If you are a parent who is going through a divorce then you will find that
your case will be quite different from a divorce that does not feature
two parents. Parents understand that their actions have a direct and often
disproportionate effect on the lives and well being of their children.
With this in mind, it’s possible that in the weeks and days leading
up to your considering a divorce your biggest concern laid not with paying
for an attorney or deciding what to do with the family home, but in breaking
the news of the divorce to your children.
Without belaboring the point too much, your children will certainly be
affected by your divorce no matter how stressful or stress free the process
actually is. If we take into consideration the fact that your child has
probably been exposed to more bickering and fighting at home than you
would probably like it is no wonder that you may want to minimize any
unnecessary stresses early and often during the actual divorce.
What is it about the divorce that will most likely bother your children the most?
Do you think that not seeing you or your spouse as frequently that will
potentially harm your children the most? What about the aforementioned
exposure to fighting between you and your spouse? From my perspective
it is neither of these things. What can be potentially damaging to your
children is the ever-present reality for your children that you and your
spouse are fighting and in the middle of a conflict that will not be settled
any time soon. Seeing you and your spouse engaged not just in verbal arguments
but deep seated quarrels over the fundamental issues of your family can
be especially damaging to them. Often times, just moving forward with
a divorce and removing the long term issues that have led to the arguments
can be of great relief to your children.
Becoming familiar with the Best Interest of your children
I think on a general level every parent would, if asked, say that he or
she operates and makes decisions that are in the best interest of their
children. Even if you are engaged in a bitter divorce case with your spouse
it is unlikely that you would let the animosity you are currently feeling
towards him or her boil over and affect your relationship with and parenting
of your children.
This may be the saving grace for your divorce, in all actuality. If you
are able to place the interests of your children before those of yourself
then you will have eliminated much of the stress that your children will
experience during the case. This means that blaming your spouse for the
breakup of your marriage, criticizing their parenting skills or questioning
their motivations for taking particular actions should all be avoided
while the divorce is ongoing. You or your spouse no longer living in the
martial home will go a long way towards decreasing the opportunities for
these potentially problematic interactions to occur as well.
My last point on this subject has to do with making this sort of decorum
the norm for the remainder of your life. Every divorce decree in Texas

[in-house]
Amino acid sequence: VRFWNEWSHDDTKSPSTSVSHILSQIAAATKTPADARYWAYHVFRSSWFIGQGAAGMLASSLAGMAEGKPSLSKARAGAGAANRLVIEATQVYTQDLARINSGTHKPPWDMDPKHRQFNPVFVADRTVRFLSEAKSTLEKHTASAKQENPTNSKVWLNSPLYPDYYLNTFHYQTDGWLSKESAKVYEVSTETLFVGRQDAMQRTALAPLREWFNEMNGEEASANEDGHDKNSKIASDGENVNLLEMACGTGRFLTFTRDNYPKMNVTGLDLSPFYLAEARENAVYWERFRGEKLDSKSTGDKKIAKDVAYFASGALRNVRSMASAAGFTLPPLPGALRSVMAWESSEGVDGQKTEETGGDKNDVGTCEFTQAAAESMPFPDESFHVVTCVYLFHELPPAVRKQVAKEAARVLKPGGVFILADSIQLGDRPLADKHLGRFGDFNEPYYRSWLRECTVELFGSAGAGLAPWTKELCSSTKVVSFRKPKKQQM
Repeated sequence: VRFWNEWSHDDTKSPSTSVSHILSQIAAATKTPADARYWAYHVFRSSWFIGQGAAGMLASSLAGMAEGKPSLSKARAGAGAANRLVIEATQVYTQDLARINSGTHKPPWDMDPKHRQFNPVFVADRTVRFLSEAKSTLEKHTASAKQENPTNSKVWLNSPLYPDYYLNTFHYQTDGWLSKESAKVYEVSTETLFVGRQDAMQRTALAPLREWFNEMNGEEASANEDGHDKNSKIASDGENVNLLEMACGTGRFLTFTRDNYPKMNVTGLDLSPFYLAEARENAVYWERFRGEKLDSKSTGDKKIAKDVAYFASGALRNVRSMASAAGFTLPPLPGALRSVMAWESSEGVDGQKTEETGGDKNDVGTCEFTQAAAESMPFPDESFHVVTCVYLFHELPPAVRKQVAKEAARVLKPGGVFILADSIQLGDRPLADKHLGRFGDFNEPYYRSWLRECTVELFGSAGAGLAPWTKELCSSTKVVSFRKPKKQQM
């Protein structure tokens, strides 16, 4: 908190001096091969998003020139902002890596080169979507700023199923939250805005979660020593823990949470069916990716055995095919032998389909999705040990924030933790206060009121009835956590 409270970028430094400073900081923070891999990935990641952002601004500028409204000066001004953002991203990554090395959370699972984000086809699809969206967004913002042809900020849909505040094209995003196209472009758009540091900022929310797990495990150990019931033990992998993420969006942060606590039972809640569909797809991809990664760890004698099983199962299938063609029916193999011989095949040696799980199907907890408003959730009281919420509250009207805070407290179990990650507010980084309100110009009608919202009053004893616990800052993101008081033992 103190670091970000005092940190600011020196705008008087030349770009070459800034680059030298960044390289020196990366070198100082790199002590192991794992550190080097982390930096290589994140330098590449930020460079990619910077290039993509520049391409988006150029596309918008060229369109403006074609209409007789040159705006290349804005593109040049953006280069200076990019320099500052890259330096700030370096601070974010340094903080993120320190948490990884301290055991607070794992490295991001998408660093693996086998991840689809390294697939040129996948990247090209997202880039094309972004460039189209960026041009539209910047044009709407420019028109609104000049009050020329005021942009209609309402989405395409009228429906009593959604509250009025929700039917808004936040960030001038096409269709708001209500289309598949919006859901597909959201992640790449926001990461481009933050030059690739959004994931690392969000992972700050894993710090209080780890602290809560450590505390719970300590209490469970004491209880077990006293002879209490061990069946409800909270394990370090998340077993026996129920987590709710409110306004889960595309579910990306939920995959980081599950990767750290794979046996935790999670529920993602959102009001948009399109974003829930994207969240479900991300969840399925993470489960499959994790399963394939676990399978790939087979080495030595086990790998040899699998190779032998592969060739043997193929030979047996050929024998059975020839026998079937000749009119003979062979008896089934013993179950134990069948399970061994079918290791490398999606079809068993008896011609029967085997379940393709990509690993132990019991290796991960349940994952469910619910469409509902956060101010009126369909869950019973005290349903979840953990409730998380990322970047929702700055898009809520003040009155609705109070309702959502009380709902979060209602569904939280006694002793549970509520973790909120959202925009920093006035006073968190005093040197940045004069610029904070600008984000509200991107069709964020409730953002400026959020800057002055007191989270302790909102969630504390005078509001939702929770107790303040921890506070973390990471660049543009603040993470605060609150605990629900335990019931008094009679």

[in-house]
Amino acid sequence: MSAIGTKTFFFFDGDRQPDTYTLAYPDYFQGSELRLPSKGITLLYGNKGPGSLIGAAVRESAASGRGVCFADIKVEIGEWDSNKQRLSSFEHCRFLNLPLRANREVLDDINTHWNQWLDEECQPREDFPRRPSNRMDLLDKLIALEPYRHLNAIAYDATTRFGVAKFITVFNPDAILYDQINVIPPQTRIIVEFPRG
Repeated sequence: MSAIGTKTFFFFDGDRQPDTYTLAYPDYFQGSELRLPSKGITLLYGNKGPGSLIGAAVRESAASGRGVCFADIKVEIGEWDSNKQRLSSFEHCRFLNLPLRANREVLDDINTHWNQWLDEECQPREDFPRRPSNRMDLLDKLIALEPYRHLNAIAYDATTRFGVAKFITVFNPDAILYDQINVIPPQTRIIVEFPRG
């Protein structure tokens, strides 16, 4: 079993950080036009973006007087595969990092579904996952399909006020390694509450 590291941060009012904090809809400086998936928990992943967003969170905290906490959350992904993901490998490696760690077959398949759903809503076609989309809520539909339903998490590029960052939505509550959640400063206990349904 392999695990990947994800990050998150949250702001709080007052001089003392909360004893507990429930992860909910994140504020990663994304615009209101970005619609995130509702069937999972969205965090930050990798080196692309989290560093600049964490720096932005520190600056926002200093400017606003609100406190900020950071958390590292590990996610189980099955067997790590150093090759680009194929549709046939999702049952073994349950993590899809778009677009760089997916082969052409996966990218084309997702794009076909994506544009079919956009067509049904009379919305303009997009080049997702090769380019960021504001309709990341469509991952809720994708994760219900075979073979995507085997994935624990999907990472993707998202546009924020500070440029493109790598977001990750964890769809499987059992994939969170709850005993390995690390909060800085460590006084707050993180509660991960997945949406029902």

will have some sort of provision included that bars you or your spouse
from making derogatory comments about the other parent in front of your
children. With this future in mind, you might as well start practicing
this sort of behavior now so that it becomes second nature to you after
the divorce has been finalized.
Avoid alienating behavior
The prohibition of derogatory language directed at your ex spouse ties
in nicely with my next piece of advice on how to help your children from
feeling the brunt of the divorce’s emotional hardships. If your
or your spouse’s behavior towards the other begins to effect your
children’s perception of the target of your negative language, then
you may be in a situation where parental alienation is occurring. Basically,
if you or your spouse are becoming emotionally or physically disconnected
from your children due to one of your actions or words then this can be
quite damaging to your children.
What exactly am I talking about here? Some examples of alienating behavior
include manipulating your child into believing falsehoods about your spouse,
purposefully ignoring requests by the other parent to speak to the children
while in your care, or displaying rash and aggressive behavior towards
your spouse. All of these actions, whether intentional or not, can be
construed as alienation. Not only will this sort of behavior negatively
affect your children but it will draw the ire of your judge as well.
Mediation as a means to solve issues
Utilizing a family law mediator, rather than the court, to solve the issues
of your divorce is good method to avoid the sort of behavior that can
harm your children’s psyche during your divorce. The reason for
this is mediation is extremely effective in settling cases and eliminating
the need for protracted litigation and/or negotiation between you and
your spouse. The less time that has to be spent discussing the issues
that are the most divisive means more time to spend parenting and softening
the blow of the divorce on your children.
You and your spouse, no matter how upset you are with one another know
what is best for your children much more so than a judge would. For this
reason, if you can put aside your issues with one another for a short
mediation session then a more desirable outcome should follow for you,
your spouse and your children.
The Law Office of Bryan Fagan: Family focused attorneys for southeast Texas
If you have questions about divorce, family or your children please do
not hesitate to
Law Office of Bryan Fagan today. Our licensed
family law attorneys are available six days per week to meet with you to answer questions
and listen to your concerns during a free of charge consultation. We represent
clients across southeast Texas and would be honored to do the same for you.